"Let's take our valley back, boys." Three scowling farmers, shotguns in laps, sit on a hill, waiting. They're out to rid their land of vermin: the Fantastic Fox family living off their hard farming for years, snaffling produce to feed their friends. "Before you know it," sneers one, "you don't even recognise your own countryside."
With a little tinkering here and there, Roald Dahl's novella has blossomed into a sharp political satire for our times – three old English farmers outfoxed and foxed off. Sponged off and outsped, the poultry producers, Boggis, Bunce and Bean, form a countryside alliance to take back control. Having tried their luck with shotguns – only succeeding in blasting Mr Fox's tail off – they return in diggers and lay siege to his foxhole to starve the family out. In response, Mr Fox and co. dig deeper – burrowing all the way to their storage barns.
Set to an eclectic Arthur Darvill songbook, Sam Holcroft's adaptation extends Dahl's fable into a fully-fledged plot. She's given the Fox family a whole bunch of furry friends – Gruffud Glyn's blind mine Mole, Raphael Bushay's methodical Badger and, best of all, Sandy Foster's eager-but-empty-headed Rabbit – and next to them, Greg Barnett's Mr Fox seems all the more fantastic.
In an orange shellsuit, go-faster stripes on his streamlined ears, he's a preening, posturing vainglorious egotist. He might share his pickings, providing for all, but he won't share the load. Only without his tail, he's not the fox he once was.
Holcroft is particularly attuned to the politics of all this, and Mr Fox becomes two things at once – the skivers of broken Britain and the slickers of the liberal elite. His rampant individualism breaks the system, just as an elite has run neoliberalism ragged. Tom Scutt's design turns the world into a game, with critters in sportswear and pixelated Minecraft-style produce, but the farmers' all-too-real threats make the life-or-death cost abundantly clear. Richard Atwill's Bean is particularly chilling: a cold leer of a man with a Schindler's List haircut. No wonder the animals go to ground.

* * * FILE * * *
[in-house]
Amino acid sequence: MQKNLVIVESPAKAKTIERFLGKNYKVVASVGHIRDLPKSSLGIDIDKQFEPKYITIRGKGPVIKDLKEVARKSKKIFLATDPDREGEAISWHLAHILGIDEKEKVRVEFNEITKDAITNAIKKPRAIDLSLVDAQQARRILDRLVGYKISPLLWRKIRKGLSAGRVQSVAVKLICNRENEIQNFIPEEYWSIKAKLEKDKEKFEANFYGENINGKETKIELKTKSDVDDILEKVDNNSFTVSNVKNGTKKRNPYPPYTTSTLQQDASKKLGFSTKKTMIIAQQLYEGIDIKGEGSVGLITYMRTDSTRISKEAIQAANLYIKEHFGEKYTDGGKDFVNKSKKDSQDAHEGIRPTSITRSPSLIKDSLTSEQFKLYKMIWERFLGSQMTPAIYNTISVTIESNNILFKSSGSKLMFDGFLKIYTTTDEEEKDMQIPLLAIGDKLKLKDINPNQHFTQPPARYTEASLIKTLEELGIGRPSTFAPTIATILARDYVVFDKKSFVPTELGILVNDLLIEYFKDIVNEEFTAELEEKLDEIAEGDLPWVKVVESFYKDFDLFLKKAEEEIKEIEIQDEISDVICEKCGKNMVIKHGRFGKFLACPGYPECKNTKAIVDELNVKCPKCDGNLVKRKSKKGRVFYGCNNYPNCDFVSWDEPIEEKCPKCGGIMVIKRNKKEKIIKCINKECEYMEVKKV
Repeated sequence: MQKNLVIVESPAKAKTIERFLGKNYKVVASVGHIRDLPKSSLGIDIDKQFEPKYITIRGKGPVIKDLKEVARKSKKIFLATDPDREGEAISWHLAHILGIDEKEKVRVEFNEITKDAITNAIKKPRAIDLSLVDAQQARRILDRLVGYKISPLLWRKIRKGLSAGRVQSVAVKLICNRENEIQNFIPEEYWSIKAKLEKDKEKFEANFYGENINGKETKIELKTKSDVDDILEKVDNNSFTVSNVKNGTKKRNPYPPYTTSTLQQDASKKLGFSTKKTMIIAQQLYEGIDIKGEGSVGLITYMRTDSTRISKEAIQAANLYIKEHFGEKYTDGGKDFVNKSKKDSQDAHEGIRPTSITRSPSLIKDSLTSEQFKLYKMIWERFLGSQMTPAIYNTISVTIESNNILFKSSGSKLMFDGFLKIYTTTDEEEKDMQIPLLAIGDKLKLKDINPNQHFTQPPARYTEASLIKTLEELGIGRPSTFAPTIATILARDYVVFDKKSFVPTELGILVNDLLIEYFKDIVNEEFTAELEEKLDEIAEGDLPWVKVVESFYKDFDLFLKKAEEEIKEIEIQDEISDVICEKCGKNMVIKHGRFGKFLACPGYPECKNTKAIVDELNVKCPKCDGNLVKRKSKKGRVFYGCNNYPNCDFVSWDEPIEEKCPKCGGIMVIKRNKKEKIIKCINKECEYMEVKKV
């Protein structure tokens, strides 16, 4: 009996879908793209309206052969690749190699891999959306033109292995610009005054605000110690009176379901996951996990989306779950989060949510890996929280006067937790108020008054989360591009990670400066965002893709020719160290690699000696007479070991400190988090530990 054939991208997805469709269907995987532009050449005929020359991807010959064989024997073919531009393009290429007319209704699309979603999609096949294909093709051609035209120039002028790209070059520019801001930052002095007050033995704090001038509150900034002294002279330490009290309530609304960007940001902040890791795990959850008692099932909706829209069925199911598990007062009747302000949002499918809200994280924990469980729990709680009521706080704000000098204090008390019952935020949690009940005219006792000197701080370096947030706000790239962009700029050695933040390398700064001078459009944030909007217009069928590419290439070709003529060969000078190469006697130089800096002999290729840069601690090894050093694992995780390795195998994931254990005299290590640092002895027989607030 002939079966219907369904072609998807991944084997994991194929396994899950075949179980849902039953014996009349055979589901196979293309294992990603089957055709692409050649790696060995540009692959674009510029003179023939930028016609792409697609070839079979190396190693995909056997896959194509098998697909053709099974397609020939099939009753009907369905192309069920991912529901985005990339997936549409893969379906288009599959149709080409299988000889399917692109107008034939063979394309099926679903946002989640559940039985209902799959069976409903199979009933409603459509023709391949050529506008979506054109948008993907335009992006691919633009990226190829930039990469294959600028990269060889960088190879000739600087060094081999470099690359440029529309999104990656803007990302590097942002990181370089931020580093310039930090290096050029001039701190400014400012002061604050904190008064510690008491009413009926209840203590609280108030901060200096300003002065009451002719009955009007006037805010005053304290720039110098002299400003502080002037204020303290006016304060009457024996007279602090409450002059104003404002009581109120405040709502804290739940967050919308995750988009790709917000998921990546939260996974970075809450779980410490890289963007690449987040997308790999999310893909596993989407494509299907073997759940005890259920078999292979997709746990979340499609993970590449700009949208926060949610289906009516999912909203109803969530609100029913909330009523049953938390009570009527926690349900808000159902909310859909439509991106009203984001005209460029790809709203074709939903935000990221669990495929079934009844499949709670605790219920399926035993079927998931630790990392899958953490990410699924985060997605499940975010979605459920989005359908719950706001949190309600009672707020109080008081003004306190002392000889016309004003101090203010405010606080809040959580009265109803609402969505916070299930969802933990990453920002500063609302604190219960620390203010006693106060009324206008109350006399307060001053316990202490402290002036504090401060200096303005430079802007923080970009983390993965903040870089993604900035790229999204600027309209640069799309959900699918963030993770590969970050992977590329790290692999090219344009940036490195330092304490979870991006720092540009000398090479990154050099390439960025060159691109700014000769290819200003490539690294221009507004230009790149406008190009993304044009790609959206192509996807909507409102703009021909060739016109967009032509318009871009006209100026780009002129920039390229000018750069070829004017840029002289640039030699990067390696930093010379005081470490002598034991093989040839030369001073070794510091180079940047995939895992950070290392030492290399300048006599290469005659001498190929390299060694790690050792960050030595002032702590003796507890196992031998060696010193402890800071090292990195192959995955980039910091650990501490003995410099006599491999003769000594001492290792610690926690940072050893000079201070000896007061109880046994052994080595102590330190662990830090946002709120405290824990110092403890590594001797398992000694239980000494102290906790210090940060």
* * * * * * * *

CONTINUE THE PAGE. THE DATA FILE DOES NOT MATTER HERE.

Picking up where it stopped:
Trouble is Maria Aberg's show doesn't quite know what it wants to be. Neither entirely a musical, not a play set to song, it's most like a variety show strung along to a plot. Holcroft's script is episodic – each factory invasion a routine of its own – and Darvill's songs don't always move things along. As such, it bunny hops where it needs to take flight; weighed down, ultimately, by a real lack of wit. Despite four separate lyricists, only a handful of lines land their laughs.
Nonetheless, there are pleasures aplenty. Darvill delivers a few cracking numbers – an angry-Hendrix spoof as the three farmers find their inner-fox and a rogue rat's hymn to self-interest that swerves from cheery dance-hall to chaotic punk as the cider sets in. The singing's just short, though, and without musical theatre actors, what's gained in character gets lost in showstopping aplomb.
The cast do fill Scutt's sporty costumes brilliantly, though. Glyn's mole gawps, blind beneath his pink crash helmet and back-to-front cricket gloves, while Foster's bunny, in lyrca and legwarmers, is like a lobotomised Olivia Newton-John, more physical than intellectual. In they end, they all play their part. "Every creature," as Mr Fox preaches, "has its purpose."
Fantastic Mr Fox runs at the Nuffield Southampton Theatre until 8 January, then the Lyric Hammersmith 25 January to 18 Febuary, before embarking on a UK tour.